Something about the lone wooden cross on property across the street from Shauna Wilson’s school drew her eyes outside her classroom window every single day.
The Orcutt Union School District teacher can only describe the attraction as a “calling.”
For what, exactly, Wilson had no idea.
“It always kind of spoke to me,” said Wilson, who teaches a kindergarten through second-grade combo class at Orcutt Academy Charter’s K-8 Casmalia campus, at 3491 Point Sal Road in the town of fewer than 150 residents about five miles south of Santa Maria.
Wilson had been teaching at the school for about a year before she had enough of just staring.
One day in October 2011, she walked across the street toward the cross and into the unlocked church behind it — a small Quonset hut that had been built by what’s now nearby Vandenberg Air Force Base.
“The weeds were four feet tall,” Wilson told Noozhawk last week, noting the place was trashed with broken doors and windows and dead animal carcasses.
She saw a glimmer of hope in an old, wooden piano that remained in working condition, however.
“Pews, untouched. Bibles, untouched. Song books,” Wilson said. “Here it stood.”
Wilson, who lives in Orcutt, told other members of her church, Orcutt Presbyterian, about the relatively undisturbed church. The members, who had previously offered a free barbecue to the needy in Casmalia, decided to make the restoration a mission project.
“We felt strongly that this could be a gathering place,” she said.
With help from Kinyon Construction, which cleared the weeds and provided doors and windows for free, members of Wilson’s church deep-cleaned the space, all the while knowing that they were — technically — trespassing.
Ironically, about the time that Wilson began devoting herself to salvaging the church, the pastor in charge of the property had just about given up hope of saving it.
Pastor Wayne Lidbeck of the InFaith missionary had been forced to close the Casmalia church for good in 1992 after congregants stopped coming.
Lidbeck, who supervises seven other churches from Salinas to Thousand Oaks, couldn’t imagine a way to save the ministry that had been established in 1948. He considered selling the property.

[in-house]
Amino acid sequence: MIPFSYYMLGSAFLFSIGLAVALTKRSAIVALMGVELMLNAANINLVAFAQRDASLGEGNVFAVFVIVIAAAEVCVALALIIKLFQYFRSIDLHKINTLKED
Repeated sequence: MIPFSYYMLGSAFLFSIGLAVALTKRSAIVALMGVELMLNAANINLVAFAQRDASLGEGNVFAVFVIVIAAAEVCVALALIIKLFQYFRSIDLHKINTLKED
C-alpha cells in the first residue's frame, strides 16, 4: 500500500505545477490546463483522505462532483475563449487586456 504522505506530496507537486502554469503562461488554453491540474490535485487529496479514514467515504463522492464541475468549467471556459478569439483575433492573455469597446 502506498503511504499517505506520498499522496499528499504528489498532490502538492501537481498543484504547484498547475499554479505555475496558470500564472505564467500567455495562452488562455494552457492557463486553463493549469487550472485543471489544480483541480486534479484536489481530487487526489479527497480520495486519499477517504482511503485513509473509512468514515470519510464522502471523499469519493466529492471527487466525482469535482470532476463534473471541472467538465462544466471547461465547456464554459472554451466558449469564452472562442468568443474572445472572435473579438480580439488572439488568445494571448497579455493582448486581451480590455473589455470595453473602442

“There’s nobody here to take it,” Lidbeck said last week, recalling the thought. “In between that time, I was praying for somebody just like Shauna. God moved her into the community as a teacher. She was the answer to my prayers.”
Drawn together in determination, Wilson, Lidbeck and members of the Orcutt church visited the Casmalia hut every Sunday to pray for the space and the community.
When their numbers dwindled to just Wilson, Lidbeck and fellow Casmalia school teacher Diane Brand, the trio decided to hold services every Sunday, preaching to no one.
“We don’t know when the people will be coming, but we have to be ready,” Lidbeck recalled saying.
Several passing months without an audience didn’t deter the group.
Then, finally, a person walked in and sat down.
“And then a couple more came,” Wilson said.
Today the church service, which is at 4 p.m. every Sunday, has seen as many as 14 participants. An interest in learning more about religion also prompted Lidbeck and Wilson to start a Bible study class at the church, at 6 p.m. Tuesdays.
“It’s funny how things work out,” said Wilson, who believes she was destined to be at the school to save the church across the street and help revitalize a community.
The church, which had been named Casmalia Baptist Church, has been renamed Casmalia Community Church.
Lidbeck said the name change reflects the ultimate goal of the church, which is to be a place that the entire community recognizes as its own.
“It’s kind of a forgotten place,” Wilson said. “People are coming every week.
“It’s just kind of a remarkable story that it has survived,” she continued. “It’s a very special place. I look forward to coming out here every Sunday.”